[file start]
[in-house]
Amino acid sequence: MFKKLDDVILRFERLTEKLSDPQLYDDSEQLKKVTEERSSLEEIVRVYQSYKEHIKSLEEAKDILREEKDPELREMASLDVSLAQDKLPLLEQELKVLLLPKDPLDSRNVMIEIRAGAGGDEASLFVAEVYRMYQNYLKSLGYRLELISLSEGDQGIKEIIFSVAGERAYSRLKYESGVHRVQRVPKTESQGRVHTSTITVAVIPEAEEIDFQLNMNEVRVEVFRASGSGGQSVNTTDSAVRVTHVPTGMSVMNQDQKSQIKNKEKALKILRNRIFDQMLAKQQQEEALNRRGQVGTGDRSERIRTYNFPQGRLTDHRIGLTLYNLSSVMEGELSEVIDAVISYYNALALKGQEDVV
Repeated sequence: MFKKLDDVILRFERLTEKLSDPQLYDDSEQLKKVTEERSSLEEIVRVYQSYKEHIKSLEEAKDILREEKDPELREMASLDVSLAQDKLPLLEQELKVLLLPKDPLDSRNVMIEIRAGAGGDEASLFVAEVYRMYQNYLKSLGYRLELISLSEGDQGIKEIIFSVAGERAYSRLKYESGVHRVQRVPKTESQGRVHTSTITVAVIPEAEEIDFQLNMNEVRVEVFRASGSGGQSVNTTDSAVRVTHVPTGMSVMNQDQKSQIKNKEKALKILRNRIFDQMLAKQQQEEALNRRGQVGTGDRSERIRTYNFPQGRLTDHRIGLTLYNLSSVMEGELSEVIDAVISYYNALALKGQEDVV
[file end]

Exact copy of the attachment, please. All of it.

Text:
[in-house]
Amino acid sequence: MFKKLDDVILRFERLTEKLSDPQLYDDSEQLKKVTEERSSLEEIVRVYQSYKEHIKSLEEAKDILREEKDPELREMASLDVSLAQDKLPLLEQELKVLLLPKDPLDSRNVMIEIRAGAGGDEASLFVAEVYRMYQNYLKSLGYRLELISLSEGDQGIKEIIFSVAGERAYSRLKYESGVHRVQRVPKTESQGRVHTSTITVAVIPEAEEIDFQLNMNEVRVEVFRASGSGGQSVNTTDSAVRVTHVPTGMSVMNQDQKSQIKNKEKALKILRNRIFDQMLAKQQQEEALNRRGQVGTGDRSERIRTYNFPQGRLTDHRIGLTLYNLSSVMEGELSEVIDAVISYYNALALKGQEDVV
Repeated sequence: MFKKLDDVILRFERLTEKLSDPQLYDDSEQLKKVTEERSSLEEIVRVYQSYKEHIKSLEEAKDILREEKDPELREMASLDVSLAQDKLPLLEQELKVLLLPKDPLDSRNVMIEIRAGAGGDEASLFVAEVYRMYQNYLKSLGYRLELISLSEGDQGIKEIIFSVAGERAYSRLKYESGVHRVQRVPKTESQGRVHTSTITVAVIPEAEEIDFQLNMNEVRVEVFRASGSGGQSVNTTDSAVRVTHVPTGMSVMNQDQKSQIKNKEKALKILRNRIFDQMLAKQQQEEALNRRGQVGTGDRSERIRTYNFPQGRLTDHRIGLTLYNLSSVMEGELSEVIDAVISYYNALALKGQEDVV